4. Albert JS, Reis RE (eds) (2011) Historical biogeography of Neotropical freshwater fishes. University of California Press, BerkeleyGoogle Scholar
  5. Aquilino S, Tango J, Fontanilla I, Pagulayan R, Basiao Z, Ong P, Quilang P (2011) DNA barcoding of the ichthyofauna of Taal Lake, Philippines. Mol Ecol Resour 11:612–619PubMedCrossRefGoogle Scholar
  6. Ardura A, Pola IG, Ginuino I, Gomes V, Garcia-Vásquez E (2010) Application of barcoding to Amazonian commercial fish labelling. Food Res Int 43:1549–1552CrossRefGoogle Scholar
  7. Asgharian H, Sahafi HH, Ardalan AA, Shekarriz S, Elahi E (2011) Cytochrome c oxidase subunit 1 barcode data of fish of the Nayband National Park in the Persian Gulf and analysis using meta-data flag several cryptic species. Mol Ecol Resour 11:461–472PubMedCrossRefGoogle Scholar
  8. Baras E, Montalvan Naranjos GV, Silva del Aguila DV, Koo FC, Dugué R, Chávez C, Duponchelle F, Renno J-F, García-Dávila CC, Nuñez J (2011a) Ontogenetic variation of food intake and gut evacuation rate in larvae of the doncella Pseudoplatystoma punctifer, as measured using a non-destructive method. Aquac Res 24:379–390Google Scholar
  9. Baras E, Silva del Aguila DV, Montalvan Naranjos GV, Dugué R, Koo FC, Duponchelle F, Renno J-F, García-Dávila C, Nuñez J (2011b) How many meals a day to minimize cannibalism when rearing larvae of the Amazonian catfish Pseudoplatystoma punctifer? The cannibal’s point of view. Aquat Living Resour 24:379–390CrossRefGoogle Scholar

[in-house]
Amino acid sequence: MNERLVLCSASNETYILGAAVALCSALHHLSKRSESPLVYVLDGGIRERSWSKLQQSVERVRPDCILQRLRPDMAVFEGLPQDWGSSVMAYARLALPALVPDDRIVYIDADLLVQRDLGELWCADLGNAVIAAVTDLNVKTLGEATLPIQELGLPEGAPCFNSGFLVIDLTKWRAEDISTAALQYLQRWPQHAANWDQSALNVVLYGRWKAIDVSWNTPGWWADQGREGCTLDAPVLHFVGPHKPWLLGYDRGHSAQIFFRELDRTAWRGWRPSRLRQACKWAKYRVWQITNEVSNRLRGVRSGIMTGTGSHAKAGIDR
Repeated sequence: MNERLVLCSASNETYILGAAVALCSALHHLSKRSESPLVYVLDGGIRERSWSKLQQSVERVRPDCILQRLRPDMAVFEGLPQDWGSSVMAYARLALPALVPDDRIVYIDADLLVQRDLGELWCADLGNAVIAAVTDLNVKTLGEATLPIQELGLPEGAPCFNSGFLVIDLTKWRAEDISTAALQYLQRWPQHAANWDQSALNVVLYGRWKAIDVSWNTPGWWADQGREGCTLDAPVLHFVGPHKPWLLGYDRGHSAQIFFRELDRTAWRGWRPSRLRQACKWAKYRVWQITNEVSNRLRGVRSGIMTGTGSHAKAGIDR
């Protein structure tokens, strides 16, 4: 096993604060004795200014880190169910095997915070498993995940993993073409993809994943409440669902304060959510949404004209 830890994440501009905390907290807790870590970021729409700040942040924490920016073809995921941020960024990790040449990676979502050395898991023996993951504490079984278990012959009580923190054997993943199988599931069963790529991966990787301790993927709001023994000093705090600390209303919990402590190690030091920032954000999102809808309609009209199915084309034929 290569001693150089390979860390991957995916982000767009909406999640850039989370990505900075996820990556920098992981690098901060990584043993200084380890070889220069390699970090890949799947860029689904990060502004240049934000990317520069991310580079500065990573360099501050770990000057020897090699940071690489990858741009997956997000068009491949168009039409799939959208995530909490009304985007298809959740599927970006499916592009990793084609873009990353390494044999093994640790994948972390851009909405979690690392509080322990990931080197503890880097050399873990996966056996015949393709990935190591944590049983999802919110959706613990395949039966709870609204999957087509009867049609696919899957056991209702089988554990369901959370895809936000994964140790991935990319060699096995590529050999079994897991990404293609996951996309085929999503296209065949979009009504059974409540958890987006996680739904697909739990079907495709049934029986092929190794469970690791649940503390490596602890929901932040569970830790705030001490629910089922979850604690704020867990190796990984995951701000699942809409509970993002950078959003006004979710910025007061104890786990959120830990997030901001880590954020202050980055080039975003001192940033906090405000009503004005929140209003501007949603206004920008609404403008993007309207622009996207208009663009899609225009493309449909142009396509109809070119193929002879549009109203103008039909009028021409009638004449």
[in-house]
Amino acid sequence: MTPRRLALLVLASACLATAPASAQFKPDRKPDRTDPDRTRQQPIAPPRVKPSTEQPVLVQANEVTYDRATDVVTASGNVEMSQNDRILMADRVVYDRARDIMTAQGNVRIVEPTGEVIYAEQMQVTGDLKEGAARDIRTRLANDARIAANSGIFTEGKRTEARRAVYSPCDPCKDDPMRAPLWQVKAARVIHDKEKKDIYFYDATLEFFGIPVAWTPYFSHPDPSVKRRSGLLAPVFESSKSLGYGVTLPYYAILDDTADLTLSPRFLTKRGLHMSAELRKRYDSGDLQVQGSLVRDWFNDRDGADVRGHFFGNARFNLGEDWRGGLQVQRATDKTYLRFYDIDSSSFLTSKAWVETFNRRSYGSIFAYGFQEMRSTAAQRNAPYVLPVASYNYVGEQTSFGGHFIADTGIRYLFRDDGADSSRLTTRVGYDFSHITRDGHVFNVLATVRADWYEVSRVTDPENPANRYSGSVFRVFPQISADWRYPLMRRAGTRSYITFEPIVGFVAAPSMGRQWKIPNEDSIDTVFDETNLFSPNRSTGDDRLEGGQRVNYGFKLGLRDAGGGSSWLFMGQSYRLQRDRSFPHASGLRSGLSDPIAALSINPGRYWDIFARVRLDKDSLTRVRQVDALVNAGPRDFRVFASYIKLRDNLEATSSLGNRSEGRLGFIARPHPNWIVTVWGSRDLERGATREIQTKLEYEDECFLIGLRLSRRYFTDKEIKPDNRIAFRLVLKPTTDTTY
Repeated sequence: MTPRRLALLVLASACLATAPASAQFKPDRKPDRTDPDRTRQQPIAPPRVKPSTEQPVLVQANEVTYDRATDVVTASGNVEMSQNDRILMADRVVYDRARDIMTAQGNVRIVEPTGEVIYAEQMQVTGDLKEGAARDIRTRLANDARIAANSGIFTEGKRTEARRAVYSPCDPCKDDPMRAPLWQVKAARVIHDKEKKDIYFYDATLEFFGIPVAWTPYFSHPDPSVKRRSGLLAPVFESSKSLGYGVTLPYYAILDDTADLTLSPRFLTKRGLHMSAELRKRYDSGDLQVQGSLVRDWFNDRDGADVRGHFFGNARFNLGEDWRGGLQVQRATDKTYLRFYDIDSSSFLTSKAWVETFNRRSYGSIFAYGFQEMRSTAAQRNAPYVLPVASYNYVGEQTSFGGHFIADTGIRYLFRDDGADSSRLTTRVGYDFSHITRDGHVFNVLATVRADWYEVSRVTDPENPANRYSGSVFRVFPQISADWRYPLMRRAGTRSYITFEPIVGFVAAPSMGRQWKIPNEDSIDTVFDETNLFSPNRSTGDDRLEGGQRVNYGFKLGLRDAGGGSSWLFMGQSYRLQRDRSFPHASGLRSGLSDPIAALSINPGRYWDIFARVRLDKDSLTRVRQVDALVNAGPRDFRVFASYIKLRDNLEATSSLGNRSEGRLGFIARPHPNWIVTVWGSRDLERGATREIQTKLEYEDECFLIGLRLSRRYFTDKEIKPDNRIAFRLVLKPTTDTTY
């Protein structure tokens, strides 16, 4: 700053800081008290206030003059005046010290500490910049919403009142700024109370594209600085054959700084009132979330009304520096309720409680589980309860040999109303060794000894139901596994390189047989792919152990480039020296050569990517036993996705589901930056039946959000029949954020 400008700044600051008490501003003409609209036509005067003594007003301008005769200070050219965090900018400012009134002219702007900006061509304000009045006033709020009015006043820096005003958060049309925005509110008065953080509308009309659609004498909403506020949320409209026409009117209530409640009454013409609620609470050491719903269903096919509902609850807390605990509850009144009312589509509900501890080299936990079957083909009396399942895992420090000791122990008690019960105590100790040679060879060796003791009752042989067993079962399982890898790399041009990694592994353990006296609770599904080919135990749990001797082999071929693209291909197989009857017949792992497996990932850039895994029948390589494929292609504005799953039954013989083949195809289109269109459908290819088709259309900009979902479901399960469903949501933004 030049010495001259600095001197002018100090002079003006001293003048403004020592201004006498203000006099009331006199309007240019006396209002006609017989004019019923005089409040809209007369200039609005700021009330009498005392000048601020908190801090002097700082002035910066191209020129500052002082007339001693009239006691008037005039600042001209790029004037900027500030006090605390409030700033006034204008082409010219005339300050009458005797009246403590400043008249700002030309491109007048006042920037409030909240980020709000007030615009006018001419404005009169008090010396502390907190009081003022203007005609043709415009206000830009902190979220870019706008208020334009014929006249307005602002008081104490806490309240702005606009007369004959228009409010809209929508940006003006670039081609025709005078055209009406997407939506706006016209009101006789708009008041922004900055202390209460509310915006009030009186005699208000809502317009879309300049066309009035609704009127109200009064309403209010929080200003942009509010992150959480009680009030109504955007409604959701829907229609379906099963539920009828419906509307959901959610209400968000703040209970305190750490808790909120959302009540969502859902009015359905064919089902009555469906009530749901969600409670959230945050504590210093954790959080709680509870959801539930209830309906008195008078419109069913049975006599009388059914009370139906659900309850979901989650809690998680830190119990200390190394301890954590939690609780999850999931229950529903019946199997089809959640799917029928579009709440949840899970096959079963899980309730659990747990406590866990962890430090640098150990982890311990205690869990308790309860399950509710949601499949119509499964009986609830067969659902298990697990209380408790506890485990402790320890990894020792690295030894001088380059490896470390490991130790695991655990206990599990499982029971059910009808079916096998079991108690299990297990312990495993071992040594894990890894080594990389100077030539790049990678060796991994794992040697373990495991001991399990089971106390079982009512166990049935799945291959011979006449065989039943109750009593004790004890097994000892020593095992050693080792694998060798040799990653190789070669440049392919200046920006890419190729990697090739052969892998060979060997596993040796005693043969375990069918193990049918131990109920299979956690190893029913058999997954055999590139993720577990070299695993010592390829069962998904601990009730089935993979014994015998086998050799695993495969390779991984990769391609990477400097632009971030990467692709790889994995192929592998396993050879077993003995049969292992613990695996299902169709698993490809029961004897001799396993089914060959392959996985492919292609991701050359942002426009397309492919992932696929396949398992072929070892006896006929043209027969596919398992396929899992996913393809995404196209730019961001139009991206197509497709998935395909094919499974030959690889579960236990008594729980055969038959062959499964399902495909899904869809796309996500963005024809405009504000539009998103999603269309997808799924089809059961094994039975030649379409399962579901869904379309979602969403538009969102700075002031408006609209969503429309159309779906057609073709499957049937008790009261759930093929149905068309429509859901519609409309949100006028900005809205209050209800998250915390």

10. Barthem R, Goulding M (1997) The catfish connection. Ecology, migration and conservation of Amazon predators. Columbia University Press, New YorkGoogle Scholar
  11. Barthem R, Goulding M (2007) Un ecosistema inesperado: la Amazonía revelada por la pesca. Museu Paraense Emilio Goeldi, Amazon Conservation Association (ACA), LimaGoogle Scholar
  12. Bartley DM, Rana K, Immink AJ (2000) The use of inter-specific hybrids in aquaculture and fisheries. Rev Fish Biol Fisher 10:325–337CrossRefGoogle Scholar
  13. Belkhir K, Bonhomme F (2002) PARTITION ML: a maximum likelihood estimation of the best partition of a sample into panmictic units. Université Montpellier 2, Montpellier, FranceGoogle Scholar
  14. Belkhir K, Borsa P, Chikhi L, Raufaste N, Bonhomme F (2004) GENETIX 4.05, logiciel sous Windows TM pour la génétique des populations. Montpellier, France: Laboratoire Génome, Populations, Interactions, CNRS UMR 5000, Université Montpellier IIGoogle Scholar
  15. Buitrago-Suarez UA, Burr BM (2007) Taxonomy of the catfish genus Pseudoplatystoma Bleeker (Siluriformes: Pimelodidae) with recognition of eight species. Zootaxa 1512:1–38Google Scholar
  16. Cañas CM (2000) Evaluación de los recursos pesqueros en la Provincia de Tambopata, Madre de Dios (Julio 1995-Diciembre 1998): Conservación Internacional-Peru, p 68Google Scholar
  17. Carvalho-Costa LF, Piorski NM, Willis SC, Galetti PM Jr, Ortí G (2011) Molecular systematics of the neotropical shovelnose catfish genus Pseudoplatystoma Bleeker 1862 based on nuclear and mtDNA markers. Mol Phylogenet Evol 59:177–194PubMedCrossRefGoogle Scholar
  18. Castelnau Fd (1855) Animaux nouveaux ou rares recueillis pendant l’expedition dans les parties centrales de l’Amerique du Sud :de Rio de Janeiro a Lima, et de Lima au Para : exécutée par ordre du gouvernement Français pendant les années 1843 à 1847. P. Bertrand, ParísGoogle Scholar
  19. Chong SSC, Khoo HW (1987) Abbreviated larval development of the freshwater prawn, Macrobrachium pilimanus (De Man, 1879) (Decapoda, Palaemonidae), reared in the laboratory. J Nat Hist 21:763–774CrossRefGoogle Scholar